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Monday, September 21, 2015

The Airport Corporate Centre and the View From Above

By John Markle, Research Associate (Toronto)

The Airport Corporate Centre (ACC) has recently been considered one of the most highly coveted nodes in Toronto West. With more than 82% of the 4.7 million square feet (msf) that comprise the ACC being class A office space, the ACC is also one of the most prestigious. Let’s take a look at some of the differentiators that set the ACC apart from other office nodes in the West right now.

It’s not that big

Sort of. The ACC—in geographic terms—is the smallest node in Toronto West, weighing in at a feisty 2.4 square kilometres, though representing—in office terms—the second-largest leasing node in Toronto West, bested only by mega-node Meadowvale. So why all the hubbub? Location is an obvious factor here. Sitting at the convergence of two major 400-series highways (401 & 427) and with proximity to three more (403, 410, & 409), the ACC stands alone in terms of connectivity (This Ignoring for a moment that it sits not even a whole thousand metres from the most heavily trafficked airport in Canada).

This is important. Traffic equals exposure; and though their stay was short, nobody could avoid stealing a glance at Target’s huge red lettering on the top floor of AeroCentre V while cruising along the 401, or Nissan’s sprawling office campus at 5290 Orbitor Drive down the street. Perhaps nowhere else in Toronto West can compete with the nearly 700,000 drivers that pass though this area on the 427 and 401 daily.  

Future Development

One of the key factors that sets the ACC apart from other nodes in Toronto West is the interest in building there right now. With 1.7 msf in preleasing stages, the ACC is primed for massive future development—mostly in the form of HOOPP’s ambitious 1.1msf Spectrum Square project. Once complete, Spectrum Square will comprise a seven-building campus that will bring much-needed amenities to the area.

Saddled by chronic parking woes and an historical lack of regional transit infrastructure, these developments will serve to heighten and enhance the desirability of the ACC over the next 10 years by attracting exactly the kind of amenities-driven development so desperately needed in that market right now. The process is already underway: Spectrum Square Phase I’s completion, in the second quarter of 2015, has brought with it a Starbucks and Teriyaki Express, not to mention the string of Bus Rapid Transit (BRT) stops reaching from Winston Churchill Boulevard in Mississauga to its terminus at Renforth Drive in Etobicoke.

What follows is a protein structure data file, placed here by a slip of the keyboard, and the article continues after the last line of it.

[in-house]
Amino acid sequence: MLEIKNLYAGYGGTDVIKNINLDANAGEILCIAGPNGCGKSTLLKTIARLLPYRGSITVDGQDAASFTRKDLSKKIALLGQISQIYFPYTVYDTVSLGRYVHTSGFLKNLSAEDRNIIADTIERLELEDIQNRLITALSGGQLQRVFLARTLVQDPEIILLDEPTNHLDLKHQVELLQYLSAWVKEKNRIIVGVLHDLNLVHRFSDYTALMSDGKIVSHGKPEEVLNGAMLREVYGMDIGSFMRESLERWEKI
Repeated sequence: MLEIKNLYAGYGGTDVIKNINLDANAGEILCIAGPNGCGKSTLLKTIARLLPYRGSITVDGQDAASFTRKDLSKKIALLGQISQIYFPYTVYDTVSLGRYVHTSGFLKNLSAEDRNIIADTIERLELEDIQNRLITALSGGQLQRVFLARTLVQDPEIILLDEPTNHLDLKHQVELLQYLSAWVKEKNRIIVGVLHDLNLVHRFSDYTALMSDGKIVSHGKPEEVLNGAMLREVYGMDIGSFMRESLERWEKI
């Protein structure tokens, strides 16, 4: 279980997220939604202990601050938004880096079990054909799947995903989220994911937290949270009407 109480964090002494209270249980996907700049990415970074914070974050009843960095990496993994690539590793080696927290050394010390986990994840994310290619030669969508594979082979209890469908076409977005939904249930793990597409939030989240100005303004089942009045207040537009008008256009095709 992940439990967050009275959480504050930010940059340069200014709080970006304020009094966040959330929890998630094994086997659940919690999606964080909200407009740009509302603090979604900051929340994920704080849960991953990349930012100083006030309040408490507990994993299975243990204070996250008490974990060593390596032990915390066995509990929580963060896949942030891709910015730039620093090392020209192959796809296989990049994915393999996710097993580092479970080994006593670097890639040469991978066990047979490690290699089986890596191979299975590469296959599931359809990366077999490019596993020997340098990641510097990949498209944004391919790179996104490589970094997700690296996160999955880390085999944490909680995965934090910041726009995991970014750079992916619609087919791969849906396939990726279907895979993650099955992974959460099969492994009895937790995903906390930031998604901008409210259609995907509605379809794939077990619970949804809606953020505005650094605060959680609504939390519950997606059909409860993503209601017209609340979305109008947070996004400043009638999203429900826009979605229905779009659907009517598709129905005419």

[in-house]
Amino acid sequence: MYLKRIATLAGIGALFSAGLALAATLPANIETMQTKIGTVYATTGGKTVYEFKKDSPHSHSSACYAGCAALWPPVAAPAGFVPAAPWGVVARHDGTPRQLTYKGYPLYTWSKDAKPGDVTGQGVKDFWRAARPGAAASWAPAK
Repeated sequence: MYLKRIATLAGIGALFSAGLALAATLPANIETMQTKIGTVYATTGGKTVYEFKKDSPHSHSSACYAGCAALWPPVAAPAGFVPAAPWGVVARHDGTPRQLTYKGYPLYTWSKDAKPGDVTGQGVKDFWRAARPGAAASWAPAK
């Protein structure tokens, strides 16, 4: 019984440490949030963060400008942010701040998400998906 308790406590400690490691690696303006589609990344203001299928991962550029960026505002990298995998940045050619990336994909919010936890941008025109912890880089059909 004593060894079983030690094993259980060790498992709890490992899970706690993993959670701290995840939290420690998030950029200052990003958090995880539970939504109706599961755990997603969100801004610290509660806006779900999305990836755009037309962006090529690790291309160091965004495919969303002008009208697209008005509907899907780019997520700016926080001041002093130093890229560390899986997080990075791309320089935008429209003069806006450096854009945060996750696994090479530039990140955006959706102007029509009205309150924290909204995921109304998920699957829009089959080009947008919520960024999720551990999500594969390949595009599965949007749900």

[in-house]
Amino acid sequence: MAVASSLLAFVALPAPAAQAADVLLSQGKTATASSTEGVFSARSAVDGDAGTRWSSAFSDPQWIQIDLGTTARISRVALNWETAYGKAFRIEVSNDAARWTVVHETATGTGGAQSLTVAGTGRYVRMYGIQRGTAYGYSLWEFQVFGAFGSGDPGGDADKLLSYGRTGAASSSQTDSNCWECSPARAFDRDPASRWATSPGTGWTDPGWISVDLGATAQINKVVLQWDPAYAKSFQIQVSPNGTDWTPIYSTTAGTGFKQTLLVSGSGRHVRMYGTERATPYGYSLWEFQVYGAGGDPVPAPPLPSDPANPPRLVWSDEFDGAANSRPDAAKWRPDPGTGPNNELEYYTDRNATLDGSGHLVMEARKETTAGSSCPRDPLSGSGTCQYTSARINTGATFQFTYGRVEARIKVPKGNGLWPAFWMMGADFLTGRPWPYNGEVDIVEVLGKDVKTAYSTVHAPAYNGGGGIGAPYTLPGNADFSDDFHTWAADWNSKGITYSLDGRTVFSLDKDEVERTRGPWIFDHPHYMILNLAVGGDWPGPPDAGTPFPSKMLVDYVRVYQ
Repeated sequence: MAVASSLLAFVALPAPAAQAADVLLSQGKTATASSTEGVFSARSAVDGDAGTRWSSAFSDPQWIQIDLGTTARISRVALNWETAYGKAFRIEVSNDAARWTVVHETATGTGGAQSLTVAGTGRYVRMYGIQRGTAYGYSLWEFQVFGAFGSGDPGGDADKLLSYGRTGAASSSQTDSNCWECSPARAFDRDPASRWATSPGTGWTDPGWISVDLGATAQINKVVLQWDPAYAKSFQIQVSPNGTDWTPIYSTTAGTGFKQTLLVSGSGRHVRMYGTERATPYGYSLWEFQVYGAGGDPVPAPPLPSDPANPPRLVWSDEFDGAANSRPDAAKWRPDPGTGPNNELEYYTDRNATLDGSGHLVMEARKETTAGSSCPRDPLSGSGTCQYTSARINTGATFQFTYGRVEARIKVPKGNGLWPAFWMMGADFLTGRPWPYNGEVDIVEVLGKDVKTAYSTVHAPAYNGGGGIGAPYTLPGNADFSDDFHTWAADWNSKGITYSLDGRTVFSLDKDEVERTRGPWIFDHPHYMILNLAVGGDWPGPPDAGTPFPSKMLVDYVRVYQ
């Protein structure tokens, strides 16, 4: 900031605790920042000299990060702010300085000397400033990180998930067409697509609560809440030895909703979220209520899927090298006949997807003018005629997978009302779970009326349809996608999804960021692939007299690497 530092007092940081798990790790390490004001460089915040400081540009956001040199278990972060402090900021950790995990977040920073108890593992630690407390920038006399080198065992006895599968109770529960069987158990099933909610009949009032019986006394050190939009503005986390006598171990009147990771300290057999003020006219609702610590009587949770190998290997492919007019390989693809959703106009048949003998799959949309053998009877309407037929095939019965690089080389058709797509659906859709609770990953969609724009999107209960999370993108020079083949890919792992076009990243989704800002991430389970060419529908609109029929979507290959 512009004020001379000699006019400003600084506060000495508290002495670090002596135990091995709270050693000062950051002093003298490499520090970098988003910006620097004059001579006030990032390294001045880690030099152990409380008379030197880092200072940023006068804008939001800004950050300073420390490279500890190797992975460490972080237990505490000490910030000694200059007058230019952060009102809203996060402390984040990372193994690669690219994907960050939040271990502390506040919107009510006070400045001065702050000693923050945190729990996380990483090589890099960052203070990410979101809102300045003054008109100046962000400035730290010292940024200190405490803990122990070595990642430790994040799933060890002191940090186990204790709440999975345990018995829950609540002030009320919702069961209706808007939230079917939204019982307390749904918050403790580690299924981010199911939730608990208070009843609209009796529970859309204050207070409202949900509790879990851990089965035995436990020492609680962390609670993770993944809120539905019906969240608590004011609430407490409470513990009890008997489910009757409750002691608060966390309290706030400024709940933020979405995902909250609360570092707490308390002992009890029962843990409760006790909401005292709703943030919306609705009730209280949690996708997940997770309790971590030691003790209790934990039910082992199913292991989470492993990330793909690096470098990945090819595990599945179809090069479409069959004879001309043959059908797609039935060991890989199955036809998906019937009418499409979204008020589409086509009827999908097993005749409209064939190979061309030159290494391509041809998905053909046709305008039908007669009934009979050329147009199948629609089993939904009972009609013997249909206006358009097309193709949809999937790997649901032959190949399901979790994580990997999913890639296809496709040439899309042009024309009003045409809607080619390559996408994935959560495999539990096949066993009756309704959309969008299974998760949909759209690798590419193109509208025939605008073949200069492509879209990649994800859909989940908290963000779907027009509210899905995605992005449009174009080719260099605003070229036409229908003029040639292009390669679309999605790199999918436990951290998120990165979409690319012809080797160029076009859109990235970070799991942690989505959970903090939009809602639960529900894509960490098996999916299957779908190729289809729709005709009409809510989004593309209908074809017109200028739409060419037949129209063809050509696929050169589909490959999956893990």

To be fair, the BRT line was well underway even before Spectrum Square Phase I had even broken ground, though this is the building that will most immediately reap the benefits of the MiWay-serviced Spectrum Station, due to open in 2016 along with stations at Erin Mills, Winston Churchill, Tahoe, Etobicoke Creek, and Orbitor.

Cruising Business Class on the Flight to Quality

Tying in with the lead the ACC has in development is the recent trend in Toronto West for office tenants looking to upgrade their current workspace to modern, more efficient buildings that cater not only to tenants’ bottom line, but also enhance their employees’ satisfaction. As such, the ACC is currently the frontrunner in a three-horse race with Meadowvale and Oakville to reach 0% vacancy for new supply. With 54,000 sf leased to Investment Planning Council at Spectrum Square Phase I, current availability for the building (128,000 sf) now sits at 59%, compared with 81% in new Oakville deliveries (218,000 sf), and 100% availability for the two buildings delivered in Meadowvale (144,248 sf), which were also completed in the second quarter.

Of course, luck and timing are always important factors when evaluating events such as these, and it is important to consider the way certain pieces seemed to fall into place for the groups and buildings involved: Investment Planning Council wanted new, centrally located space; and PointClickCare (the other blockbuster deal of the second quarter) had been looking to expand for some time when 5050 Explorer Drive came on the market after Target’s departure, making both buildings natural contenders for these requirements.

These are but a few of the key factors that have allowed the ACC to maintain such a fierce competitive edge in Toronto West despite what seem like huge internal disruptions (i.e. Target/Citigroup departures), and why it is likely to remain a top contender in the race to zero in the months and years ahead.


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